© The Higher Ed CIO, 2011

Bishop, J. (2011)  Facebook Privacy Policy: Will Changes End Facebook for Colleges? The Higher Ed CIO, October 4

This article discusses the risks to institutions in using Facebook, following Facebook’s recent addition of Timeline and Open Graph. The article deliberately looks at Facebook from an institutional risk context, rather than the implications for individuals. The article makes some interesting points:

  • privacy is different from security, in that security is primarily a technical, hence mainly an IT, issue. Privacy needs a different set of policies that involves a much wider range of stakeholders within an institution, and hence different (and more complex) governance from security;
  • many institutions do not have a simple, transparent set of policies for privacy, but different policies set by different parts of the institution. This will inevitably lead to confusion and difficulties in compliance;
  • there is a whole range of laws and regulations at state and federal level that aim to protect privacy, that covers not only students but also staff; privacy policy needs to be consistent across the institution and be compliant with such laws and regulation. (Note: the article refers mainly to US laws and regulation; a different set of laws and regulation apply in Canada, whose Privacy Commissioner already has a record of challenging Facebook’s privacy policies).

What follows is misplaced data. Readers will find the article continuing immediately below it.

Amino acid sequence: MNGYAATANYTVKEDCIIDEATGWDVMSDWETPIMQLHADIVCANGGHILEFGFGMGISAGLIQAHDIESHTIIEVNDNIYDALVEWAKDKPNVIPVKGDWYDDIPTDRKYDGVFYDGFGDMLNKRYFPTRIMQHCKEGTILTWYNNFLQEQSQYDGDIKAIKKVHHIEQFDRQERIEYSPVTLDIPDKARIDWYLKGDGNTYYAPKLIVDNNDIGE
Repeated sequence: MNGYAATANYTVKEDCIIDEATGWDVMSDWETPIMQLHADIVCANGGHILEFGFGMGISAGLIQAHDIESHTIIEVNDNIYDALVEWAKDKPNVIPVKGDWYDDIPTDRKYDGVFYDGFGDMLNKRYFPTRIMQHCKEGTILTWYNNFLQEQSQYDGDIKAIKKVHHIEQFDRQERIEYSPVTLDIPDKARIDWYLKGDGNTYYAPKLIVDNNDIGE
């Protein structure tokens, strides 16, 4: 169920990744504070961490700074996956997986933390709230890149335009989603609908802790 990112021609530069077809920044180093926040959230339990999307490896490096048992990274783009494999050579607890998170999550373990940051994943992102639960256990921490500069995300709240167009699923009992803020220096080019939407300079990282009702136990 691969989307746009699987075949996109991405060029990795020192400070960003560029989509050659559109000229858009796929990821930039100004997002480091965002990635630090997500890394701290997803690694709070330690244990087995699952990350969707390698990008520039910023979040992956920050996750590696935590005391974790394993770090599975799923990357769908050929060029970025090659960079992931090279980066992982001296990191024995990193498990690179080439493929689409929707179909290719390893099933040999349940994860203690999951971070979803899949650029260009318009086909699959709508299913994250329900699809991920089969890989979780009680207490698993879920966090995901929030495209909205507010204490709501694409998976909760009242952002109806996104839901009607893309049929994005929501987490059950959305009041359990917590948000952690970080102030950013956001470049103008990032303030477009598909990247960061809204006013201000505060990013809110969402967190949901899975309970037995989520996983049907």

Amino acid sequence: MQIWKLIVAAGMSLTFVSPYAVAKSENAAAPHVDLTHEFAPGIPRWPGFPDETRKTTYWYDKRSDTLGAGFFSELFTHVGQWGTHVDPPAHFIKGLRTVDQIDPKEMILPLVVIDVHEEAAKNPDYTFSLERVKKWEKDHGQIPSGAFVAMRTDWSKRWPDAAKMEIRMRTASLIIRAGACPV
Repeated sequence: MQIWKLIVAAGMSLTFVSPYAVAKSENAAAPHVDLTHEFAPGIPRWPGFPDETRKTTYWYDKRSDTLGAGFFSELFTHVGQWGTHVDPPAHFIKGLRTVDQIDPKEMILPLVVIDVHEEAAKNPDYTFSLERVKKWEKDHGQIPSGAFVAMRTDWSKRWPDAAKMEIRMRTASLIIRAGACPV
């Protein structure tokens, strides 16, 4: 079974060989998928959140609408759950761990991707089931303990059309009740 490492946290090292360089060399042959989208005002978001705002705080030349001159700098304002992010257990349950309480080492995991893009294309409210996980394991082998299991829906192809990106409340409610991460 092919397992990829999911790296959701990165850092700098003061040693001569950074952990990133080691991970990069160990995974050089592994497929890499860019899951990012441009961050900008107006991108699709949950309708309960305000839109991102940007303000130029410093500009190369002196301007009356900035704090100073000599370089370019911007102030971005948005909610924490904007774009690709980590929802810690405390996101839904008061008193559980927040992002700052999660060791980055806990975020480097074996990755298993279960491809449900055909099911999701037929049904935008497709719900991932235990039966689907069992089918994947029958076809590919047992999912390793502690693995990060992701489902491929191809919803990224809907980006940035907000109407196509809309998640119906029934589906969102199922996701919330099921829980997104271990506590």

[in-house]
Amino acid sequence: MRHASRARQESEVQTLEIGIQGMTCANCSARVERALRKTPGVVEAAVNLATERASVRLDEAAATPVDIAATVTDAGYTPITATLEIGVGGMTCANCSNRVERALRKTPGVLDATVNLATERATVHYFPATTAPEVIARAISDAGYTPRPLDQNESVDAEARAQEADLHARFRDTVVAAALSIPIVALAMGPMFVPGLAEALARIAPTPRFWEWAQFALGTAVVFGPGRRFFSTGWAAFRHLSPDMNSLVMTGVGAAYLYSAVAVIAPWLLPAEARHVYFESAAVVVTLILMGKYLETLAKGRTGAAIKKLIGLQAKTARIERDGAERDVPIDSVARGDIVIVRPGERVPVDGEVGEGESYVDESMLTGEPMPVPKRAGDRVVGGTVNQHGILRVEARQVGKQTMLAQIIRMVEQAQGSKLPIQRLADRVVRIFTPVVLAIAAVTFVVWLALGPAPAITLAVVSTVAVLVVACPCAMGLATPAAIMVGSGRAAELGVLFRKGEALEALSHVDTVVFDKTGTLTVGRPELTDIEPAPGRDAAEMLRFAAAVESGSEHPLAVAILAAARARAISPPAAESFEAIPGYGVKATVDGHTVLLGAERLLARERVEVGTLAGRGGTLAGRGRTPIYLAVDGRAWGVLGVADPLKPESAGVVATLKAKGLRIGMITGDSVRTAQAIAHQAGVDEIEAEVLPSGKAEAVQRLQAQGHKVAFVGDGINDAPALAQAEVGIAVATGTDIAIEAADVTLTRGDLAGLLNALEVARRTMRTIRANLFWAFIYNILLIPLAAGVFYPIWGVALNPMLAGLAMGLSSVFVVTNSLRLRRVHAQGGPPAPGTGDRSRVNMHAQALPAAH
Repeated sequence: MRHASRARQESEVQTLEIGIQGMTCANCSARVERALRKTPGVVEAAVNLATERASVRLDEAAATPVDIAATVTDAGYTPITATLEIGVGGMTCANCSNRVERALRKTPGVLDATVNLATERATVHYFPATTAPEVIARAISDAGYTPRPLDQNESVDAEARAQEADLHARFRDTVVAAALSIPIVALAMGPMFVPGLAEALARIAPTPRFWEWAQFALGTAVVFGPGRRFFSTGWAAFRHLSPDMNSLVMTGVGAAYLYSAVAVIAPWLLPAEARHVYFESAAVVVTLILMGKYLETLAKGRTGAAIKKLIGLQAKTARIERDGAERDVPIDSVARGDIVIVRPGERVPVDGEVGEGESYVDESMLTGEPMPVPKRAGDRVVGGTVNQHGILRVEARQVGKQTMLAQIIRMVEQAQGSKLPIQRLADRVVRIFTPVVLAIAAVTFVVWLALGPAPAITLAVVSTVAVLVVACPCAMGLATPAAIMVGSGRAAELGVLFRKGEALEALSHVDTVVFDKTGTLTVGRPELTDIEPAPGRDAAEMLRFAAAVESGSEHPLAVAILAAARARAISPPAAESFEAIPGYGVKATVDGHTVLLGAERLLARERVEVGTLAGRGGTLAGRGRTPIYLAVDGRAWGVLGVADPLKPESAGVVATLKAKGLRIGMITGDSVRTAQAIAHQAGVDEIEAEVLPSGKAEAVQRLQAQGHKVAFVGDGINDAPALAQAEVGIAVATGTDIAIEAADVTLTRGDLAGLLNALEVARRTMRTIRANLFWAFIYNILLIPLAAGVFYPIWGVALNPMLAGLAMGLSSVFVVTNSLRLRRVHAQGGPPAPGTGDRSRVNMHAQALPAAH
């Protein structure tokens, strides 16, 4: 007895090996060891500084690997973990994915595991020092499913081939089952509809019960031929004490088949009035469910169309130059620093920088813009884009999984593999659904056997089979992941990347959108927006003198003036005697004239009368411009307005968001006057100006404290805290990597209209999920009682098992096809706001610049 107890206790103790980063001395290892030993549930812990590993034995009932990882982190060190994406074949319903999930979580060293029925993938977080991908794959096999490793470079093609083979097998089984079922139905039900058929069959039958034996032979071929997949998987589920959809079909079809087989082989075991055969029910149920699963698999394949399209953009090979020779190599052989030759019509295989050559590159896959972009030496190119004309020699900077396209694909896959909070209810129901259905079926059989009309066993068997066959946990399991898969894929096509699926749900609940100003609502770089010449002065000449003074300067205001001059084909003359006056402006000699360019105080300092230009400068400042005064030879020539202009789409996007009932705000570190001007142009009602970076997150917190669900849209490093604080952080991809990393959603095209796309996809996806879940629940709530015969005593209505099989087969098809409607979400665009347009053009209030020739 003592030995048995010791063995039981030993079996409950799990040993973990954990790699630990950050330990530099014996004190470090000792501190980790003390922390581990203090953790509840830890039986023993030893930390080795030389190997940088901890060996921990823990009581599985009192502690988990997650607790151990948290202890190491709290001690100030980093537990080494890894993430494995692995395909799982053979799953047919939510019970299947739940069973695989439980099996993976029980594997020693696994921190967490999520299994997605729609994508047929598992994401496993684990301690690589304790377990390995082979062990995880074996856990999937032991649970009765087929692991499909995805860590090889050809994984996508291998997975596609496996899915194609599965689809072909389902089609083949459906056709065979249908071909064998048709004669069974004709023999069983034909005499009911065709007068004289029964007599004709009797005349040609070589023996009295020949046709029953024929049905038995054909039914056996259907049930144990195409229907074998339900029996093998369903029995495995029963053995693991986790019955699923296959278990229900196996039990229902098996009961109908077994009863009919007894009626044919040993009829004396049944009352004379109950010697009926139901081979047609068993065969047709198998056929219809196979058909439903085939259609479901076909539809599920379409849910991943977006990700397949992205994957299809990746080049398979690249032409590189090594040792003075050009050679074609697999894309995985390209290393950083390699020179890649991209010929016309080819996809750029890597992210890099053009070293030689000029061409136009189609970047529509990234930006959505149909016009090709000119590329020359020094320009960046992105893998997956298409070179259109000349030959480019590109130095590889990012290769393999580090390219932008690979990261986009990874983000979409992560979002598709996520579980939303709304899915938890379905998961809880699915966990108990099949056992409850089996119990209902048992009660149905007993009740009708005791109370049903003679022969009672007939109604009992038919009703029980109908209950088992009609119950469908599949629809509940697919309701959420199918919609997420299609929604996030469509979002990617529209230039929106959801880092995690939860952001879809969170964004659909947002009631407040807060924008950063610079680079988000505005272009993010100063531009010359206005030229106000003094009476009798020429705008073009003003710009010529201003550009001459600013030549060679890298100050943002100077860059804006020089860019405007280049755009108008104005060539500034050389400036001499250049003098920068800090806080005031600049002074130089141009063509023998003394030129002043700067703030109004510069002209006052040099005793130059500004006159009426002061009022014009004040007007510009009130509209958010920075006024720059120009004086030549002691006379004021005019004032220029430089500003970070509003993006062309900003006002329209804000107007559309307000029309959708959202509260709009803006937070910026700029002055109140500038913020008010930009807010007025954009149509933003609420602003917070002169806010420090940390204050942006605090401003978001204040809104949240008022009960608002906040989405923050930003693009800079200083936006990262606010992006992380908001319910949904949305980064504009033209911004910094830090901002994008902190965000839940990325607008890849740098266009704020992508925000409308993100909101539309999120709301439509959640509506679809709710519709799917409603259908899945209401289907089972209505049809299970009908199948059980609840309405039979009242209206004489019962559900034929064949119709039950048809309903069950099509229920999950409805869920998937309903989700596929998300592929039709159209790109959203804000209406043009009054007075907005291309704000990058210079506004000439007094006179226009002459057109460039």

• Facebook’s current privacy policy (especially with the new additions) leaves many institutions using Facebook at a high level of risk of infringing or violating privacy laws – merely writing some kind of disclaimer will in many cases not be sufficient to avoid  breaking the law.

It seems to me that even if one argues that online privacy is irrelevant in the 21st century, nevertheless until the law changes, institutions need to be careful to stay within the law. What I take away from this article is that if you are using Facebook for institutional purposes, be afraid – very afraid, unless you have very good lawyers and a comprehensive and coherent set of privacy policies.

Thanks to Academic Impressions for directing me to this article


  1. This is very important and often overlooked in the rush to use hosted services of any sort not just Facebook. Unfortunately frontline academic staff are generally not adequately prepared to deal with issues of privacy and security and the responsibility for preparing staff is not being shouldered within institutions.

    Interesting times.


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